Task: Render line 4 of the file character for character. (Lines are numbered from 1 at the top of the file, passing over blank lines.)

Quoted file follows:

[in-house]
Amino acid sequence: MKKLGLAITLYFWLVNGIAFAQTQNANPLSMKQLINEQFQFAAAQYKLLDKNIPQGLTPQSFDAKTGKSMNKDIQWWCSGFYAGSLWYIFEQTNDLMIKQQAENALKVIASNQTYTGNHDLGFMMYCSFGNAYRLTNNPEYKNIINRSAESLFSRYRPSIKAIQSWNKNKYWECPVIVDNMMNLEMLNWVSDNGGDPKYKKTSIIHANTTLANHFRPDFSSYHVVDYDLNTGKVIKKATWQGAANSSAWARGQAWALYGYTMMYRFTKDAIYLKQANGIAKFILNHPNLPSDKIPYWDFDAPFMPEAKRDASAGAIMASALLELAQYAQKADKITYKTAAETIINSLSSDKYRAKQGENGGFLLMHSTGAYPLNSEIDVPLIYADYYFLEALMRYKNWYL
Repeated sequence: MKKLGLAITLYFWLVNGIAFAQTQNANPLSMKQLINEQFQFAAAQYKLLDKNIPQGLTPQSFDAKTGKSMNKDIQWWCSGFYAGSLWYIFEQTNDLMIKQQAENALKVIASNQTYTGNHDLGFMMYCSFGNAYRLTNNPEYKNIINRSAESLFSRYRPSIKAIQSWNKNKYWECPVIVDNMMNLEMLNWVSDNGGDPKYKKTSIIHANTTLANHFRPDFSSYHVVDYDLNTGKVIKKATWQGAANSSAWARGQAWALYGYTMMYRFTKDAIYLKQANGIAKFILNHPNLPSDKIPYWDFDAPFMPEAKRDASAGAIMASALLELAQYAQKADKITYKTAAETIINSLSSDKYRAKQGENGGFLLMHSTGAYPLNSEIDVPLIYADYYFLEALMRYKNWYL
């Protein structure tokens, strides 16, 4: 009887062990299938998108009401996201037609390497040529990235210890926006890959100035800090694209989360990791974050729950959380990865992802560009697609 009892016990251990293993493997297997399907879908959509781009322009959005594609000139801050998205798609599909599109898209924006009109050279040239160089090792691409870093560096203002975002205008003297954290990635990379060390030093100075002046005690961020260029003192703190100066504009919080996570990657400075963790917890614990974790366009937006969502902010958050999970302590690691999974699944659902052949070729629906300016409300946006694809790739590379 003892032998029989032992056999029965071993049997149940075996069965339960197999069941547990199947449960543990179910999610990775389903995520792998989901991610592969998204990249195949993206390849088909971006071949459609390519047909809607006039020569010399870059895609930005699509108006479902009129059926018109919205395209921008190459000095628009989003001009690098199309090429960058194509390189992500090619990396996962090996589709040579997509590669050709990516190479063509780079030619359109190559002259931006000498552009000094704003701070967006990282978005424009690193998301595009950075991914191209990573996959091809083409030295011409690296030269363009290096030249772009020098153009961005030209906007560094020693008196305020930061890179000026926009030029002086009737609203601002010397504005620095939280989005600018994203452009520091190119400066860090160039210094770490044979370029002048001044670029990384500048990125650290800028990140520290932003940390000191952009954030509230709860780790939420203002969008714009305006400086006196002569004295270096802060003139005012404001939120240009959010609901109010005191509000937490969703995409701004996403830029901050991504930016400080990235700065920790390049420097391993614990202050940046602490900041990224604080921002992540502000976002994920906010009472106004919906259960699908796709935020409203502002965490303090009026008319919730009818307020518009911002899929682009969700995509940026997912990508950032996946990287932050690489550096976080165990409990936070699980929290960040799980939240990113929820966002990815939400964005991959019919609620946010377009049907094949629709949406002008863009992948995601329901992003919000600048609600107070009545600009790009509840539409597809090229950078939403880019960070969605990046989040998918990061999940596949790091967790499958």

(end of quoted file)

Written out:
């Protein structure tokens, strides 16, 4: 009887062990299938998108009401996201037609390497040529990235210890926006890959100035800090694209989360990791974050729950959380990865992802560009697609 009892016990251990293993493997297997399907879908959509781009322009959005594609000139801050998205798609599909599109898209924006009109050279040239160089090792691409870093560096203002975002205008003297954290990635990379060390030093100075002046005690961020260029003192703190100066504009919080996570990657400075963790917890614990974790366009937006969502902010958050999970302590690691999974699944659902052949070729629906300016409300946006694809790739590379 003892032998029989032992056999029965071993049997149940075996069965339960197999069941547990199947449960543990179910999610990775389903995520792998989901991610592969998204990249195949993206390849088909971006071949459609390519047909809607006039020569010399870059895609930005699509108006479902009129059926018109919205395209921008190459000095628009989003001009690098199309090429960058194509390189992500090619990396996962090996589709040579997509590669050709990516190479063509780079030619359109190559002259931006000498552009000094704003701070967006990282978005424009690193998301595009950075991914191209990573996959091809083409030295011409690296030269363009290096030249772009020098153009961005030209906007560094020693008196305020930061890179000026926009030029002086009737609203601002010397504005620095939280989005600018994203452009520091190119400066860090160039210094770490044979370029002048001044670029990384500048990125650290800028990140520290932003940390000191952009954030509230709860780790939420203002969008714009305006400086006196002569004295270096802060003139005012404001939120240009959010609901109010005191509000937490969703995409701004996403830029901050991504930016400080990235700065920790390049420097391993614990202050940046602490900041990224604080921002992540502000976002994920906010009472106004919906259960699908796709935020409203502002965490303090009026008319919730009818307020518009911002899929682009969700995509940026997912990508950032996946990287932050690489550096976080165990409990936070699980929290960040799980939240990113929820966002990815939400964005991959019919609620946010377009049907094949629709949406002008863009992948995601329901992003919000600048609600107070009545600009790009509840539409597809090229950078939403880019960070969605990046989040998918990061999940596949790091967790499958």